The job of the first author is not only to write and be involved in data collection, analysis, and theorizing but also to lead and manage the entire process. You have to be persistent, especially considering that your co-authors are full-time professors who are working on many different projects. Management is the key. Engage your co-authors and show enthusiasm about the collaboration. Your name is the first one on the paper, so think of yourself as a team leader.  As any good manager, try to understand the strengths of your co-authors and get the best out of them. Understand their weaknesses, also, and try to work around those. Remember, you are not only managing the collaboration with your co-authors; most importantly, you are managing yourself. You need to do the biggest portion of the job. Find a way to get yourself motivated and to transfer this motivation to your co-authors. Dedicate time to work on the paper, but do not expect quick results.

Revise and resubmit

As the first author, I also managed the submission to the journal, which first meant writing a letter to the journal editor. In this letter, you have to be convincing and show that you are very familiar with the discussions in the journal and that your paper can make a contribution to it.

After the paper passes the initial stage and you are not desk rejected (around 60% of the papers are), you are in the game! But then the hard work really starts. The reviews we got were constructive but tough to address, and this meant writing the entire paper again. We had two major revisions, and we were quite uncertain if we would succeed. The journal to which we submitted has high standards, and the revision process required a lot of new readings, a new framing of the paper, and, most importantly, hours and hours of writing. Do not give up and do not despair. The reviewers want to help you. Remember they spent time reading your paper, engaging with it, and giving you feedback. Respect that and give it your best to improve your work. Take it as a learning opportunity to make your thinking and writing clearer.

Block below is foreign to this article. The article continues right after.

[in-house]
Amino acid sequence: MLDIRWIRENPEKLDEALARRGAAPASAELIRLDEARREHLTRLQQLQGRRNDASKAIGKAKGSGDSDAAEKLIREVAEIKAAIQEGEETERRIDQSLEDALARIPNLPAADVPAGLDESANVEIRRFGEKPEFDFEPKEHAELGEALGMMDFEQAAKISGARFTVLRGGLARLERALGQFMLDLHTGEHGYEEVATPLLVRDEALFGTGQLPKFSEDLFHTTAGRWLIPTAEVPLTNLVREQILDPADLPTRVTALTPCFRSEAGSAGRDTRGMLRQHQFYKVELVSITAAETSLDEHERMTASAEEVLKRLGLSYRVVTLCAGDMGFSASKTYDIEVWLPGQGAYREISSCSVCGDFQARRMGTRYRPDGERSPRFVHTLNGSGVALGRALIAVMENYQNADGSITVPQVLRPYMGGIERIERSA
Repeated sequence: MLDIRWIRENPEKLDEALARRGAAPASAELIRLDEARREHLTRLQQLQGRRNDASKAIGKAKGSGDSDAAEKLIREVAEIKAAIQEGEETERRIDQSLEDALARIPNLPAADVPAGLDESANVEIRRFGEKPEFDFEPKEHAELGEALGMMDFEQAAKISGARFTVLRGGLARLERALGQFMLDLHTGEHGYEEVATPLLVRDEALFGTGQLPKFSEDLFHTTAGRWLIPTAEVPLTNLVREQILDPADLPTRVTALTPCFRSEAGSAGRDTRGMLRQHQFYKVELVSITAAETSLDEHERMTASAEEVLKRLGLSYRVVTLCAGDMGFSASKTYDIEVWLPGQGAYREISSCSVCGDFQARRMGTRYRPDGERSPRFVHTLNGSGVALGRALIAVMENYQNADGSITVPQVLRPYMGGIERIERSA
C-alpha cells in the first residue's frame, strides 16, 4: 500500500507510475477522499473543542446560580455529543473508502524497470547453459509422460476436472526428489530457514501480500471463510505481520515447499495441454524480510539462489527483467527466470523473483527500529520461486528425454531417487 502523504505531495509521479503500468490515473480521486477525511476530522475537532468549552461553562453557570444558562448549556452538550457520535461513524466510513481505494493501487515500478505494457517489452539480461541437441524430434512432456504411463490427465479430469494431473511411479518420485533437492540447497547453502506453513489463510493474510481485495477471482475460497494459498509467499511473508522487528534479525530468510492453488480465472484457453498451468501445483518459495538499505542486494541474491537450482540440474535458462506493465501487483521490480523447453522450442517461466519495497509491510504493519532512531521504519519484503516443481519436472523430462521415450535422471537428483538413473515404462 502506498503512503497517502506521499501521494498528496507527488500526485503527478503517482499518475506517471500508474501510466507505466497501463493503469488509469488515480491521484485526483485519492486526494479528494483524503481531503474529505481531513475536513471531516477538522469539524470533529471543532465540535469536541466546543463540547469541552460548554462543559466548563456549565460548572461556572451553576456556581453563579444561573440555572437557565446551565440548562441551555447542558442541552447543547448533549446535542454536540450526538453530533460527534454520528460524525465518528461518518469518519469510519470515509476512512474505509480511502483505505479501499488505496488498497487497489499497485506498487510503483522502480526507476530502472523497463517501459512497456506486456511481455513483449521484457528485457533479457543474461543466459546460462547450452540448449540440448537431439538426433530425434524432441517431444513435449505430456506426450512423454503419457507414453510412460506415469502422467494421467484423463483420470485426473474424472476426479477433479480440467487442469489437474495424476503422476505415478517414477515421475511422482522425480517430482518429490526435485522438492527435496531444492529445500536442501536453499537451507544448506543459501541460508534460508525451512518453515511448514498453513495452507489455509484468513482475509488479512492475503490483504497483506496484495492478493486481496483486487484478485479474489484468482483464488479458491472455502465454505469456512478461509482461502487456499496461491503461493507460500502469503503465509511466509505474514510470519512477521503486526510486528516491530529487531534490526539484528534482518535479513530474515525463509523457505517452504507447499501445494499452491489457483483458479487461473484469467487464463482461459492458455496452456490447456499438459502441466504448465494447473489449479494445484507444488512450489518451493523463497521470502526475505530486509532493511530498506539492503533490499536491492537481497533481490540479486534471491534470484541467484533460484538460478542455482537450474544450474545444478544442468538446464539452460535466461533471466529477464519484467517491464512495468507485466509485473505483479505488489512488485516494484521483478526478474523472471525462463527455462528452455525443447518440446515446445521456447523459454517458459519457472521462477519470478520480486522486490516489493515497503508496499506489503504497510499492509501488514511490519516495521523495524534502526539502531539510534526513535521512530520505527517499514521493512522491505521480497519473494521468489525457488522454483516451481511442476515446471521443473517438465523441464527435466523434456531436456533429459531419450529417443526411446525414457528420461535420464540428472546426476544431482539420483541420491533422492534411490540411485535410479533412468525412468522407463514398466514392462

In the end, it is all worth it when you open that email that reads, “We are pleased to inform you that your article has been accepted.” Celebrate success with your co-authors and be proud of yourself and of the team!

In numbers

The paper had 32 versions before the final submission, including three complete revisions.

Data analysis had three cycles.

The paper was presented at four conferences.

At least 15 scholars read the paper and commented on it.

The article, “Learning, signaling, and convincing: The role of experimentation in the business modeling process”, by Neva Bojovic, Corine Genet and Valerie Sabatier published in Long Range Planning journal is available online :


By Neva Bojovic, Grenoble Ecole de Management, PhD student

Neva Bojovic has received funding for her research from the European Union’s Horizon 2020 Research and Innovation Program (Marie Sklodowska-Curie Actions Grant Agreement No. 676201) and CHESS (Connected Health Early Stage Researcher Support System).


Step in to Summer School

When I read about the Grenoble Ecole de Management Summer School, I wasn’t sure I could attend. Perhaps it was too early in my DBA journey given I was only half way through year two and had no written papers of my own to review or submit yet.  

My experience of the British Academy of Management conference